Not everyone is amazingly orientated in space and sometimes even people with the ability to analyze and correctly understand its position in space can get confused in a highly populated airport. No matter how well you know an airport, there are so many unpredictable road blockages either you encounter large groups of people or parked luggage trolleys and have to think fast about another way to get to your gate. Or if you find yourself for the first time in an international airport, you are going to have a hard time to find your way. Unfortunately, we are not born with a navigation system in our heads.
Because of passengers constantly losing their flights over the fact that they got lost the Dutch airline KLM had a futuristic initiative in mind that the European Commission and other five major businesses from different countries decided to fund. A robot named “Spencer” was built to become a performant navigation system in an airport, analyzing in real time if there are any blocked passages and giving the best and fastest route towards a gate.
Spencer was developed by researchers at Örebro University Sweden and will start its test run on 30 November at the major international airport Schiphol in Amsterdam. The robot has a cute design and a face to help people connect to Spencer easily and besides basic maps of the airport which are uploaded into its memory, the navigation system robot is also equipped with laser beams that help measure the distance between Spencer and its surroundings.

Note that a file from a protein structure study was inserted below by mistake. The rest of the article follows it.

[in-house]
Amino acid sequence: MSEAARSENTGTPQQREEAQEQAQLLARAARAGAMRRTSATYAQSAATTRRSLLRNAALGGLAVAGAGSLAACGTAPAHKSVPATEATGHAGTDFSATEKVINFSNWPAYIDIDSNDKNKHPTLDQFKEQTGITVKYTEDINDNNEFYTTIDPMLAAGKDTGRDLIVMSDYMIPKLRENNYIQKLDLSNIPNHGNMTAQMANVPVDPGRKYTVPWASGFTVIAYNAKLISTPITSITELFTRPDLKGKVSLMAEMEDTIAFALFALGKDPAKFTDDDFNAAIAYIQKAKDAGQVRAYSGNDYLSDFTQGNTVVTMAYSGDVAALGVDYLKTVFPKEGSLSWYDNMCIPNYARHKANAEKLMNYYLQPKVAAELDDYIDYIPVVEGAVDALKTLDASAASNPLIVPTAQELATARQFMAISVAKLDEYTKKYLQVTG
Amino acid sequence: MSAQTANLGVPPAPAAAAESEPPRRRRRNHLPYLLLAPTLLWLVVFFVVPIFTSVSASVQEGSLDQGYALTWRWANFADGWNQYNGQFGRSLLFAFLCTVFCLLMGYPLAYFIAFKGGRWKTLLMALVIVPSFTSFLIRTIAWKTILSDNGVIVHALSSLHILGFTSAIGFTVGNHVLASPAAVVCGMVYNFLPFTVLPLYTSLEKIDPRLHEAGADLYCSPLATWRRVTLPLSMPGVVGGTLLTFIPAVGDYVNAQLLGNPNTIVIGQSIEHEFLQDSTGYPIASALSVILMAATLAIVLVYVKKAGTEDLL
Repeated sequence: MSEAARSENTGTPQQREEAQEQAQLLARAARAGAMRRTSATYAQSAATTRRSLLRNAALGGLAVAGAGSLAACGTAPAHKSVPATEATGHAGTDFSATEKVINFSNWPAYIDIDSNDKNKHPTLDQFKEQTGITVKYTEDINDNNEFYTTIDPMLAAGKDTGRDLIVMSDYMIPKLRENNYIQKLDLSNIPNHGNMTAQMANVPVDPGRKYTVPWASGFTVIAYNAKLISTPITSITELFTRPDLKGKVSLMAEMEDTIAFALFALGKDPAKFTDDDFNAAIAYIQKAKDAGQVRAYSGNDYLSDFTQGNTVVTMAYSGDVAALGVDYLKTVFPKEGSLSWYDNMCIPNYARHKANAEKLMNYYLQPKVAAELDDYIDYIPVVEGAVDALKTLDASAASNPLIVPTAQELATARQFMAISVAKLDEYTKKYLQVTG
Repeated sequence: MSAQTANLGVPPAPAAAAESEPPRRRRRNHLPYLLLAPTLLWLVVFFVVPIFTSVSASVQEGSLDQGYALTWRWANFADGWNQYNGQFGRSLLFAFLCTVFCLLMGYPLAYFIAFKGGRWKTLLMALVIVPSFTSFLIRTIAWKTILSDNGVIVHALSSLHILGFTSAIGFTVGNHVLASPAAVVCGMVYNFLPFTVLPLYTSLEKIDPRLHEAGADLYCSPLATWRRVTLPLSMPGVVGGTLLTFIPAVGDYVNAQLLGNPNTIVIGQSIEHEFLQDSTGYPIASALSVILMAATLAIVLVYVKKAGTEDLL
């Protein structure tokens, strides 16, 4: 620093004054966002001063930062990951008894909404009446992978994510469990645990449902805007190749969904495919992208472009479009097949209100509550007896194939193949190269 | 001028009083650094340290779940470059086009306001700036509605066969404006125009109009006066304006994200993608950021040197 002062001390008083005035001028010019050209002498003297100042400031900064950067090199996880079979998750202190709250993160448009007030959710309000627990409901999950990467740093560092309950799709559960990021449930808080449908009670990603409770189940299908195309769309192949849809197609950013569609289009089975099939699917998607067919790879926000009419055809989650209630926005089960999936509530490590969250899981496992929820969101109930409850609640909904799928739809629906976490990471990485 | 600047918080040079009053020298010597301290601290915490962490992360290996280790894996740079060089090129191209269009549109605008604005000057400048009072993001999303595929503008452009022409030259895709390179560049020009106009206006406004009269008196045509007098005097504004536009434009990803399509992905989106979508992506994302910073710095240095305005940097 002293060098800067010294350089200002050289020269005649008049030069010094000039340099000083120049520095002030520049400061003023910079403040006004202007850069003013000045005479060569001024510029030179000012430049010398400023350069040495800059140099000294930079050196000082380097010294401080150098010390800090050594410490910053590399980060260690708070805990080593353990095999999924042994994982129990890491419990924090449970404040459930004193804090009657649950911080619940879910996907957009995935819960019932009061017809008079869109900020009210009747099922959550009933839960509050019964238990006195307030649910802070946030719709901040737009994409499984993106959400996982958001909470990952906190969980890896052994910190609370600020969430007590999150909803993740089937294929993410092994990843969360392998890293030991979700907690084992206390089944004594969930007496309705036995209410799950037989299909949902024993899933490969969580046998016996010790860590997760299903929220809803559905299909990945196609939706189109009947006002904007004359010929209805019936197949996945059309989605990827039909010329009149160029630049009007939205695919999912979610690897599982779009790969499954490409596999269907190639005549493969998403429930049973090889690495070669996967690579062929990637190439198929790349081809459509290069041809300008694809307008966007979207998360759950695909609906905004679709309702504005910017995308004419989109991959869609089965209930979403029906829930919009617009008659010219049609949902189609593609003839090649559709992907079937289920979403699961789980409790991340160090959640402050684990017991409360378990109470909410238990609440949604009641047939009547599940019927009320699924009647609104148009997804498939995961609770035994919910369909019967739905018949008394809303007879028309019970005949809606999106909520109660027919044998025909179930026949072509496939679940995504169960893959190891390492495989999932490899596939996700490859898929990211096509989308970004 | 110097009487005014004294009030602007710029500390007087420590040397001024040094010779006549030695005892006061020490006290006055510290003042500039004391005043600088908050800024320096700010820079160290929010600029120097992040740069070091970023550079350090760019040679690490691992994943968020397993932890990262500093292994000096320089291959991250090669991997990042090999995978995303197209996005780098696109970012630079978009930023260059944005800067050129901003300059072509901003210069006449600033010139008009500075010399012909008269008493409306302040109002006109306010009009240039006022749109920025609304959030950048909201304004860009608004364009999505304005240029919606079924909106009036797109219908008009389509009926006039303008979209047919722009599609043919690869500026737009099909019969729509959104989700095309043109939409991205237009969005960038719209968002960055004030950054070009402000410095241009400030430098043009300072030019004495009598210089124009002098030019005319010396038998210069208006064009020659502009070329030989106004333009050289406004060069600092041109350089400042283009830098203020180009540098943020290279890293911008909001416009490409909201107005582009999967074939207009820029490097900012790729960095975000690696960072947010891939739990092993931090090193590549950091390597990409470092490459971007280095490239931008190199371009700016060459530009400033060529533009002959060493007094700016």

The trickiest part is how Spencer deals with moving people, as it is programmed to recognize and calculate ways of getting to a designated destination without being confused by the constant stream of people moving around. Of course, researchers are expecting to encounter a lot of errors at first, because there are so many unpredictable variables that Spencer needs to be able to assess, but they also know that the cute robot can constantly be updated with unpredictable facts that will help it develop better calculations.
After the test run at the end of November and all the adjustments that researchers can possibly make, Spencer will be officially launched in March 2016 and if it is successful, we might see it all around major airports.